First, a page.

Most users of the mobile web will agree, many mobile websites, by virtue of the number and style of advertisements, are rendered unusable. Not virtually unusable, not nearly unusable but truly and literally unusable. We all know what happens next with such a poor user experience; that’s correct, the user abandons the site. There are many problems with mobile advertising.
Either the ads are so intrusive (see USA Today screenshot to the right) that the user just calls it quits and abandons or worse, the abandon occurs before the ads actually become visible. The advertiser, perhaps, is paying for ads that are never seen.
Even when an ad fully loads, the advertiser still may be paying for nothing. Take a look at this screenshot from CookInCanuk and get back to me if you can figure out what the brand is or even what kind of product is being advertised. Annoying to the target audience and a waste of budget for the advertiser.
Make no doubt of this, with ads like these, both the advertiser and the publisher run the risk of being cast in the bad light of a poor user experience and the subsequent, and very real, association of their brand with a bad experience.
DomainNameWire.com seems have gotten it right from a user experience perspective. Don’t have access to their metrics but suspect they got it right from the effectiveness perspective as well.
While reading an article on a new Verisign patent, a popup appeared mid-screen which did not come across as disruptive or overly intrusive and I read it before I Xed it out.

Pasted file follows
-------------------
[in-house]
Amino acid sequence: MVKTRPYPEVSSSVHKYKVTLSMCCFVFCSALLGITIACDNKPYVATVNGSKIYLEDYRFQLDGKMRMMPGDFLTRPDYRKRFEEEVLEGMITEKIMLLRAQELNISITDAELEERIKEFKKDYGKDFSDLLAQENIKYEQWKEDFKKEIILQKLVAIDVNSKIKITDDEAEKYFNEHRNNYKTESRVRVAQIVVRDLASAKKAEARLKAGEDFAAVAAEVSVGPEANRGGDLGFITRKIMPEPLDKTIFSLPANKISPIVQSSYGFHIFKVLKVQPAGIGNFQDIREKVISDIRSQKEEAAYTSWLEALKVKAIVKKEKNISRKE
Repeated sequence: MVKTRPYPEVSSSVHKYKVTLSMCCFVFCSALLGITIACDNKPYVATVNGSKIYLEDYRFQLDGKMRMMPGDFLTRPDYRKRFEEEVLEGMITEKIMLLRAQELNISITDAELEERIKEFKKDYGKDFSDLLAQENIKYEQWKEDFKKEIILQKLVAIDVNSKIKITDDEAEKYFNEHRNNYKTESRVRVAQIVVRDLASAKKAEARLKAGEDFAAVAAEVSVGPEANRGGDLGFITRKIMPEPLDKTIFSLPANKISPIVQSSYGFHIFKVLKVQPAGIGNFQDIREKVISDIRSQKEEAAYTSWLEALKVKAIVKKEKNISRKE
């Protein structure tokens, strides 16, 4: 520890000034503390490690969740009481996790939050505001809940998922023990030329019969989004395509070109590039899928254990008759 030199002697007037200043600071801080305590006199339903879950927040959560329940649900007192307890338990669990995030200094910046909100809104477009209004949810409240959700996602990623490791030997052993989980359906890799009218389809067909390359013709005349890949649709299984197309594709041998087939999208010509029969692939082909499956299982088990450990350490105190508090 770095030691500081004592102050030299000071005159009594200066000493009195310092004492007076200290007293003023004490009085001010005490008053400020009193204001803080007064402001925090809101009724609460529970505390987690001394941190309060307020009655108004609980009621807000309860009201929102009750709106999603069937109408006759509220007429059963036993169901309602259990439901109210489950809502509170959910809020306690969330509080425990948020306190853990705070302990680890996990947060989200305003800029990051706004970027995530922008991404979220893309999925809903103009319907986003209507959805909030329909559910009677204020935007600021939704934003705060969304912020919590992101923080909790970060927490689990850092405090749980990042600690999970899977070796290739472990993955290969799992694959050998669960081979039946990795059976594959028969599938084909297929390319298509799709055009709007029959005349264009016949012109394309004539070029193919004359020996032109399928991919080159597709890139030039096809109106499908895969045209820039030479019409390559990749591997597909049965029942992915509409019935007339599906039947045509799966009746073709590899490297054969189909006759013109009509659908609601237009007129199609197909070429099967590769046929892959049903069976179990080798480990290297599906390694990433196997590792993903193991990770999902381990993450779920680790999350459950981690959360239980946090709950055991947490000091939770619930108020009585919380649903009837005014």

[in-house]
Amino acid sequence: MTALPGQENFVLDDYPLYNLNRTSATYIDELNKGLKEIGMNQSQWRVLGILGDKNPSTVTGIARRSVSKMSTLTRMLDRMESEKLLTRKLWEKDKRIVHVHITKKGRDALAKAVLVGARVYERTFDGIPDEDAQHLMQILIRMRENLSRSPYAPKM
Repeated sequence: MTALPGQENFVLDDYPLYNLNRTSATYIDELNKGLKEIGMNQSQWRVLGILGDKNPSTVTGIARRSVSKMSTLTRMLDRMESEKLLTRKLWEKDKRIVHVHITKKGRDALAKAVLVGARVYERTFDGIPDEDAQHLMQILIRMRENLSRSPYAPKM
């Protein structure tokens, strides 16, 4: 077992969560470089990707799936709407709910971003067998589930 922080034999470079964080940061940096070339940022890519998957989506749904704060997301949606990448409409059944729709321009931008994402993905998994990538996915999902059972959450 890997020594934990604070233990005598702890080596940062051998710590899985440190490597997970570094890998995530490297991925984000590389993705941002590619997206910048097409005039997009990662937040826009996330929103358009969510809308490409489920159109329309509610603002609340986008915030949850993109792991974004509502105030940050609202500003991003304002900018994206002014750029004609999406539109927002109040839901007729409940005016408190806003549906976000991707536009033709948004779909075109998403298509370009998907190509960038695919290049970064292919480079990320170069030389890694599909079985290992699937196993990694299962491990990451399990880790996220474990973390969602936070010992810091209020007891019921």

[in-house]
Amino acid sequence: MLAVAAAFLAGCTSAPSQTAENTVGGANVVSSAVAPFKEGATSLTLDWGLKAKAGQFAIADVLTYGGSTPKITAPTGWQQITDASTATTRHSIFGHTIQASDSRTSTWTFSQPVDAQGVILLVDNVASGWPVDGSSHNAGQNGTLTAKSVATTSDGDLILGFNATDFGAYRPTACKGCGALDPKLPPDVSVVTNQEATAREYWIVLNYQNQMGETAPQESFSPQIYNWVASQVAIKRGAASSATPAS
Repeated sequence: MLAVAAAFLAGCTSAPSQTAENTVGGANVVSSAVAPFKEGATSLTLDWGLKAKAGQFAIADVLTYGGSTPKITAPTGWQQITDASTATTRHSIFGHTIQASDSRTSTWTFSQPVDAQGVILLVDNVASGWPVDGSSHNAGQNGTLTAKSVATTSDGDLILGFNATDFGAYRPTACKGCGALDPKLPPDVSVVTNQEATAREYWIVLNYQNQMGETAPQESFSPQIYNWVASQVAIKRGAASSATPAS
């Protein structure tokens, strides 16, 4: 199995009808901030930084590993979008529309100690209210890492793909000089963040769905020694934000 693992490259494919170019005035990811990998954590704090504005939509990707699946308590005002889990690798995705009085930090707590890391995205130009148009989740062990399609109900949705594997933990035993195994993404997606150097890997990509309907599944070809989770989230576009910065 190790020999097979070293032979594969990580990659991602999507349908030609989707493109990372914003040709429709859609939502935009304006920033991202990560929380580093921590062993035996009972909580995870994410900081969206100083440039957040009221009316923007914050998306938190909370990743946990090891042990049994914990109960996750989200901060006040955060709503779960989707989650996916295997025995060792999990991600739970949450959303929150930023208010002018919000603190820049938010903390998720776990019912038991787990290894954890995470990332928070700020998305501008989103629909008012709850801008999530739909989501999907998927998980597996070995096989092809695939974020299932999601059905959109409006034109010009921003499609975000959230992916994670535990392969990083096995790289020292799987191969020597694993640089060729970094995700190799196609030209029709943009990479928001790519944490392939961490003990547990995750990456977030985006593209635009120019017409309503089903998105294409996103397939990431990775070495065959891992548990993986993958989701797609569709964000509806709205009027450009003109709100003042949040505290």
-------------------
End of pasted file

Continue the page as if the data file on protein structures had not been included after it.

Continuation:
But why? It fits the profile of annoying mobile ads: popped up unexpectedly, stops the reader from continuing the article. So what makes this ad effective?
Let’s Break Down Why This Mobile Ad Works
- The ad popped mid-screen, under my "swiping thumb". Allows the reader to continue reading the top paragraph (which is most likely where they are when the ad deploys)
- The transition was smooth and did not “pop” like a firecracker in my face
- Chartreuse seems to be the color of choice for many (bad) DIY designers building their own websites. However in this case its selection seems to have been a professional and effective tactical decision. Bright enough that it was noticed, mellow enough to ensure minimum disruption
- Ad Copy and White Space
- Minimum copy with plenty of white space made it very easy to read…quickly
- Clear and Simple Call to Action
- Sign Up for a Newsletter, no less, no more
- Easy to Close
- Not interested, no problem; the X to close the ad was clearly visible and easy to use
To paraphrase Steve Krug, ‘it didn’t make me think’, and that’s the key to the ads success.
While it did increase Interaction Cost for the site overall, it was so minimal it was negligible. The audience doesn’t have to think and that enables the advertiser’s ability to deliver its message.